Police in race to save stolen Enigmamachine

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The Independent Online

A mman who claims to have innocently bought a stolen Enigma coding machine for about £25,000 has threatened to destroy it, police said yesterday.

A mman who claims to have innocently bought a stolen Enigma coding machine for about £25,000 has threatened to destroy it, police said yesterday.

The German encoding machine, which fell into Allied hands during the Second World War and was used to decipher Nazi messages, was stolen in April from a museum at Bletchley Park, near Milton Keynes, Buckinghamshire.

After its disappearance, three letters were sent by a man claiming to represent "his master", who claims to have bought the machine in good faith and wanted to return the device, providing he was reimbursed and the police guaranteed not to charge him.

But since the police said they could not offer immunity from prosecution, the man has sent a fourth letter to the Bletchley Park Trust stating he intends to destroy the typewriter-sized machine.

The letter reads: "I have been instructed to inform you that negotiations for the return of the G312 are hereby terminated, and further, that the machine will now be destroyed." G312 is the serial number of the missing machine, which has been valued at up to £100,000 by experts.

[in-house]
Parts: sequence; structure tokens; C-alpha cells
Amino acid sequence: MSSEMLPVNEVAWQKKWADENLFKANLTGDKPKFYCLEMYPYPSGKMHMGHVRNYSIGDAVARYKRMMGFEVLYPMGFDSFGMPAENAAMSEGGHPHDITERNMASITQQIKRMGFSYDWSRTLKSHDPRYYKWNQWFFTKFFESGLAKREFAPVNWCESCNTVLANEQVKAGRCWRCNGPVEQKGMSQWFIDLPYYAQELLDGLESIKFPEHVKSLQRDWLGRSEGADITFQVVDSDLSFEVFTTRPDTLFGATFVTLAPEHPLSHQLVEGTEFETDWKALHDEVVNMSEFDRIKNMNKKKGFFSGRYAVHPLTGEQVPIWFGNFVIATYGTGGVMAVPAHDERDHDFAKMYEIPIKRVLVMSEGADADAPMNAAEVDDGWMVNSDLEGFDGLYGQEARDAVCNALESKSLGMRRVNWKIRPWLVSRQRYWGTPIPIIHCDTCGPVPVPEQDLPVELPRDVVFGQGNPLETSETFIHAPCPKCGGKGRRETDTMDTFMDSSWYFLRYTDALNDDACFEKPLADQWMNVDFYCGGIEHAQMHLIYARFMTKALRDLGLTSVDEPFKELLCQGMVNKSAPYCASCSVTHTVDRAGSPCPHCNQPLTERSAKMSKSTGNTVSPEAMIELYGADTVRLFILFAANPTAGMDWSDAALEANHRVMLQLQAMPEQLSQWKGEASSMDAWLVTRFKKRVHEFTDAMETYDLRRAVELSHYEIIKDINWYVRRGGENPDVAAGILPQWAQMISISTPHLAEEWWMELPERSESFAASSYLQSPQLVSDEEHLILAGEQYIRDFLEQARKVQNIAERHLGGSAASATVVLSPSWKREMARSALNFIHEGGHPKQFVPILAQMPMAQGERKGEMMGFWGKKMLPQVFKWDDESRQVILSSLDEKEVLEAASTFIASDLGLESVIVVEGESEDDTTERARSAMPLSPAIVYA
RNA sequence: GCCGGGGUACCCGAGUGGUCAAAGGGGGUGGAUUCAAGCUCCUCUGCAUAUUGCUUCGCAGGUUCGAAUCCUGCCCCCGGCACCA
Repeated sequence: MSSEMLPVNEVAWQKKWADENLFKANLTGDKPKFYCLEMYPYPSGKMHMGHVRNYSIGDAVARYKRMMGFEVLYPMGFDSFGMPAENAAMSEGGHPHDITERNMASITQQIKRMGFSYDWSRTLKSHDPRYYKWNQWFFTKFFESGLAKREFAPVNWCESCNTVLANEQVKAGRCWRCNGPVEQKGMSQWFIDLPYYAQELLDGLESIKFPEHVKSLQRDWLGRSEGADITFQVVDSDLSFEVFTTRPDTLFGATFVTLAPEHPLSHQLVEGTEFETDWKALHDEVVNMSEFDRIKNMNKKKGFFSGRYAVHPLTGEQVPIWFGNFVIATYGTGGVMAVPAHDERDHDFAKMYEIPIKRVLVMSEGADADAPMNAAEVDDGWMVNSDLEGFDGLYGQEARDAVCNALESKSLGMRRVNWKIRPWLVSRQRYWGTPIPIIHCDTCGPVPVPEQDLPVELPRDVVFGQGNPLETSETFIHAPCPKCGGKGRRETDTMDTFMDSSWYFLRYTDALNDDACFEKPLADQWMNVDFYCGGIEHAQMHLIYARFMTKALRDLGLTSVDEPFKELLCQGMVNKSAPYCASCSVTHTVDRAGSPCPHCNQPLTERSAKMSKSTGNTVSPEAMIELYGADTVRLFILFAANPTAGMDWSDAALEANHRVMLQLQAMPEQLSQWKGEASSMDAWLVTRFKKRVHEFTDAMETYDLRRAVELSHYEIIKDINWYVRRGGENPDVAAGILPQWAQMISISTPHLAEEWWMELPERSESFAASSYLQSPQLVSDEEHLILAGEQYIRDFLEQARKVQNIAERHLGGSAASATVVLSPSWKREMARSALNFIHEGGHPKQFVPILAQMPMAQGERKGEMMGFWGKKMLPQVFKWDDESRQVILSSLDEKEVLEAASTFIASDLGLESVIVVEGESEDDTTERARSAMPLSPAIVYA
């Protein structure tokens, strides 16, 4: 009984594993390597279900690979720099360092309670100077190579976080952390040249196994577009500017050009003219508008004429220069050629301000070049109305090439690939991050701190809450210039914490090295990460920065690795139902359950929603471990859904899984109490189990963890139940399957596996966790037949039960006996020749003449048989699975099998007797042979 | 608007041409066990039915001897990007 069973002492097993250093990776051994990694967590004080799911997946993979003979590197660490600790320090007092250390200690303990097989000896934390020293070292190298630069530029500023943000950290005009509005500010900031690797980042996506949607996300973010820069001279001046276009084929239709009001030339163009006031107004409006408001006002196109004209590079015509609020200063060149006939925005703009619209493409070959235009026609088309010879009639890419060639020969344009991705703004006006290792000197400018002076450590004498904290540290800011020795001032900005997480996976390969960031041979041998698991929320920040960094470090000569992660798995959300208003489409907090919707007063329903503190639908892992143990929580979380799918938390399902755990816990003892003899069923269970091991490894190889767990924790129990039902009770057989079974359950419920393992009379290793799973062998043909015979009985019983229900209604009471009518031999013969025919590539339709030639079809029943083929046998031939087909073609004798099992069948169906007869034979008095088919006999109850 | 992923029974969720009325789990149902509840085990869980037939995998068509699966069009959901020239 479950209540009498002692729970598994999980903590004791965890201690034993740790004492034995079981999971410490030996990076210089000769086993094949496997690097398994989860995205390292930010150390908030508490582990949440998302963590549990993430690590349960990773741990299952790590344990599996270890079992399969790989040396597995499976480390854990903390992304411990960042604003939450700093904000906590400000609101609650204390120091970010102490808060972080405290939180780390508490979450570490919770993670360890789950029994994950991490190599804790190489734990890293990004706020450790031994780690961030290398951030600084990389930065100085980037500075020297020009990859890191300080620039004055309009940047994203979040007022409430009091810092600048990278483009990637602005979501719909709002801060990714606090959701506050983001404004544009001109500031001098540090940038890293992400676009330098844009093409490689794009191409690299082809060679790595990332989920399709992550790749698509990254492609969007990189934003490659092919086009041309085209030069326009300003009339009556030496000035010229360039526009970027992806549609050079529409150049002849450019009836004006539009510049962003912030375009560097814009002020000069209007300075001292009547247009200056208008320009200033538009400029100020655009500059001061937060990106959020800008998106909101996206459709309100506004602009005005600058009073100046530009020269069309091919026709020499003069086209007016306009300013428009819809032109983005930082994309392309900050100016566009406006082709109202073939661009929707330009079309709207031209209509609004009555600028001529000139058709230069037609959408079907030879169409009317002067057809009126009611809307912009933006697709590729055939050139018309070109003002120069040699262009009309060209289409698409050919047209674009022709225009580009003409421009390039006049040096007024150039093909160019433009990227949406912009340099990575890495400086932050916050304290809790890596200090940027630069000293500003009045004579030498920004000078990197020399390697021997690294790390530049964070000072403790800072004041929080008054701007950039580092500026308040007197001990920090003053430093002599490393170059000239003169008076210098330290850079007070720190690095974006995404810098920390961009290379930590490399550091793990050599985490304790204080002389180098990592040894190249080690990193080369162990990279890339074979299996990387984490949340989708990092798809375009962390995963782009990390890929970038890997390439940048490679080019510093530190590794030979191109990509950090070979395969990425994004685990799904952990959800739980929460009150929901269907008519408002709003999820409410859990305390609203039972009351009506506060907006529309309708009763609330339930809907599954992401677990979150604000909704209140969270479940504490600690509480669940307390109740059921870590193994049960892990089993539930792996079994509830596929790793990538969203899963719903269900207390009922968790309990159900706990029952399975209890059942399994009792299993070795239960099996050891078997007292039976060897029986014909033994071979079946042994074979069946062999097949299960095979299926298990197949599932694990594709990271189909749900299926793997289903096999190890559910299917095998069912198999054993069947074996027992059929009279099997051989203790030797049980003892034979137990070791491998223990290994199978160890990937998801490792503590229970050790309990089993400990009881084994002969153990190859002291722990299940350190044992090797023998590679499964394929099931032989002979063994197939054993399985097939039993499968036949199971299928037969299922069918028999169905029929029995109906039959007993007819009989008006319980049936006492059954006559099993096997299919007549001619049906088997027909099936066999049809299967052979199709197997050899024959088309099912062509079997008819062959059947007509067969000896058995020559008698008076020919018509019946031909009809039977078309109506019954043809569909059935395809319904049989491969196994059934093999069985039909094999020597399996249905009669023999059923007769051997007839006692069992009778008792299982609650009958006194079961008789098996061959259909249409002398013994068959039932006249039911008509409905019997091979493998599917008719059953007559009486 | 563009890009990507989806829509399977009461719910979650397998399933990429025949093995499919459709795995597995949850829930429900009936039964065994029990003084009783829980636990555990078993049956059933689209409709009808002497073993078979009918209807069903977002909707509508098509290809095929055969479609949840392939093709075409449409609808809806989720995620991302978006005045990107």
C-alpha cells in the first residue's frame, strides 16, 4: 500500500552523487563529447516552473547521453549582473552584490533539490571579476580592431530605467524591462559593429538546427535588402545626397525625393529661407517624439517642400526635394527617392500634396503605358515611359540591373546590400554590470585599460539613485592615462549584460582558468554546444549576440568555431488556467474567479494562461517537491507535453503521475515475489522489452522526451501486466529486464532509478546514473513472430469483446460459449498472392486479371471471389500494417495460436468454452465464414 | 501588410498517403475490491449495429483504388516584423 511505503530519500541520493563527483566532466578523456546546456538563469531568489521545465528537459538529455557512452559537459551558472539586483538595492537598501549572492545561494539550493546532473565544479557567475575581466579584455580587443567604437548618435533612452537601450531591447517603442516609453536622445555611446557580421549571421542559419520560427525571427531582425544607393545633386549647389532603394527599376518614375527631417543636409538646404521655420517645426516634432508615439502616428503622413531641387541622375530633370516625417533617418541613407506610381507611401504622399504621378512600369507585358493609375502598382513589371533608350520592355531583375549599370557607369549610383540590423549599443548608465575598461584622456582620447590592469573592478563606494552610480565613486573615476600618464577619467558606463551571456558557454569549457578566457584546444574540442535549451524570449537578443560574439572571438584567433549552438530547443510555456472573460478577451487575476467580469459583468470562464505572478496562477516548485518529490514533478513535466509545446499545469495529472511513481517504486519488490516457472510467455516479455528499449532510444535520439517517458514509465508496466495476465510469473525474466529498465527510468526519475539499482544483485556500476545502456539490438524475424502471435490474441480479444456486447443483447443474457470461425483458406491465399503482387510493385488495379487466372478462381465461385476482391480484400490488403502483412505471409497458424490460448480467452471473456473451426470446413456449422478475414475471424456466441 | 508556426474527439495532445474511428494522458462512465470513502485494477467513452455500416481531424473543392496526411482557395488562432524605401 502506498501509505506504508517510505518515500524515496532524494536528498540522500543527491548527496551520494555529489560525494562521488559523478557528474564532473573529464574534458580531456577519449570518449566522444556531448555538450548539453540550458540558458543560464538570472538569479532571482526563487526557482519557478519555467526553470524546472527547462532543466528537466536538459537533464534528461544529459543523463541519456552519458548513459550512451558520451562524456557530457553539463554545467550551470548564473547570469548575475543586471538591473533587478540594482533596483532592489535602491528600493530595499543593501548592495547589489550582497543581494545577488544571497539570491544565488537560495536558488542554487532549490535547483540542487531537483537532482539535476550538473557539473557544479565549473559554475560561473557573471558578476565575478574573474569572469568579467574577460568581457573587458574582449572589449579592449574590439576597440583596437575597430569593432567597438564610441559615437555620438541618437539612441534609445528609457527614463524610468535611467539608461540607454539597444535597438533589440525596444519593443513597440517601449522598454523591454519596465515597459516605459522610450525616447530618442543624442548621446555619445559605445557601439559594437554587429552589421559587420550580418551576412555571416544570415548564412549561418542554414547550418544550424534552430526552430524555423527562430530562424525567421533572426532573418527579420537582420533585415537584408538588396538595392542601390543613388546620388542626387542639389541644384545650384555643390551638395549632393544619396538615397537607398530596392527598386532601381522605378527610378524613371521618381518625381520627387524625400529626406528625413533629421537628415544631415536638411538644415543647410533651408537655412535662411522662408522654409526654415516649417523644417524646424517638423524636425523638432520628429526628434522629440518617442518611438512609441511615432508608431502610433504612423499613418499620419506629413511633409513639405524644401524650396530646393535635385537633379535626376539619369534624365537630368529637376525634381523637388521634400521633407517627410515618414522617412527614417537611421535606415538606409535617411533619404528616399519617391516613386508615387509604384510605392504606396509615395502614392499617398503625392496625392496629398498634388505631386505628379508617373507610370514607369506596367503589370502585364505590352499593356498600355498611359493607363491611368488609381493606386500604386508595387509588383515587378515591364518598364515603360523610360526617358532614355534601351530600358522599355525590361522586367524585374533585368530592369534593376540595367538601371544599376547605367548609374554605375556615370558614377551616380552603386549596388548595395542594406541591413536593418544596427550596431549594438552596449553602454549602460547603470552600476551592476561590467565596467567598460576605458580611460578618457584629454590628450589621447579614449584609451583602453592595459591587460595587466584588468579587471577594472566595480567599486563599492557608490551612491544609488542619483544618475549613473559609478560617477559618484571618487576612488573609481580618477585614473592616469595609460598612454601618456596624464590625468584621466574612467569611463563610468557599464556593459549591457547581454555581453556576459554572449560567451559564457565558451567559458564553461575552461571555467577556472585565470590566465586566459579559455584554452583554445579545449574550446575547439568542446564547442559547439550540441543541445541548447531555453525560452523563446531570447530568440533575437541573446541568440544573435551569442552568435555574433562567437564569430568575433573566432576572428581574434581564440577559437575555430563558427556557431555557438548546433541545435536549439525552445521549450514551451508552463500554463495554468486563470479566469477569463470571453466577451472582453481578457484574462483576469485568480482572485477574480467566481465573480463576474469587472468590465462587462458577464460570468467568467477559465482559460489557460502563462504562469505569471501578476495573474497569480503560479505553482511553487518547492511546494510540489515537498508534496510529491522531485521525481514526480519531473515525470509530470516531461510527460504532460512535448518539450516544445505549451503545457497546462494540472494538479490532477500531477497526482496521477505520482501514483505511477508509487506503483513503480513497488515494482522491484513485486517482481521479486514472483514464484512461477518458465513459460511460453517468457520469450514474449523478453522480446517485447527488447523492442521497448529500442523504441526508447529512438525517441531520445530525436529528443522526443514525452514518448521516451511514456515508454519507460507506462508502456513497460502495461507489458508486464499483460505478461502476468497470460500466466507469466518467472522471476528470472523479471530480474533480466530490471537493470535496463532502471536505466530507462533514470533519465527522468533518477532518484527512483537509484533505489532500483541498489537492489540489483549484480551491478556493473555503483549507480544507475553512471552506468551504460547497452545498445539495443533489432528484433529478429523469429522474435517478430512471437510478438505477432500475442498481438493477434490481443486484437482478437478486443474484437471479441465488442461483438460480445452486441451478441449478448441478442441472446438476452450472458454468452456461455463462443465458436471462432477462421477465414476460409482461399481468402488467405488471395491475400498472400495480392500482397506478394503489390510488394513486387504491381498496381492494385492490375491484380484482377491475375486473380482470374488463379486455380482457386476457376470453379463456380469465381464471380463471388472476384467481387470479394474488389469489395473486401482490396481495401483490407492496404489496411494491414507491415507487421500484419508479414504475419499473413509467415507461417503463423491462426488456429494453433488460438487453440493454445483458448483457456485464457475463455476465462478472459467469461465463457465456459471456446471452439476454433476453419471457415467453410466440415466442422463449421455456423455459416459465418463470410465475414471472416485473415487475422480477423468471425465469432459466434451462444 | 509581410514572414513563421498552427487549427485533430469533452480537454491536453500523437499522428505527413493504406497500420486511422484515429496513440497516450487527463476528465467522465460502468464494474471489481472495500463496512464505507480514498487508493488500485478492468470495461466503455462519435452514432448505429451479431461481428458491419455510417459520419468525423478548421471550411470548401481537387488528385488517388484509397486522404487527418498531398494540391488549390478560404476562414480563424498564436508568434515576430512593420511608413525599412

The first three letters were posted in the Midlands and were written in a muddled, archaic language; the fourth was sent from west London.

The author of the letters has asked for a five-figure sum, said to be about £25,000, to compensate the buyer beforethe machine is returned and has signed the letters with a codeword known only to the writer, the trust and the police.

Police believe the person responsible has a detailed knowledge of Bletchley Park.

The head of Milton Keynes CID, Detective Chief Inspector Simon Chesterman, who is leading the investigation, said: "I can see no reason for the threats made in this latest communication. If the author is prepared to contact me personally, I believe I can provide the reassurances he requires."

Christine Large, director of Bletchley Park Trust, said: "We are keeping our fingers crossed that the person who is able to afford this machine has the facilities to look after it."

A number of "three-rotor" Enigma machines are on themarket, but the one stolen, which was on loan from the intelligence-gathering centre GCHQ, is rare. It has four rotors and produces an advanced form of the Enigma code.

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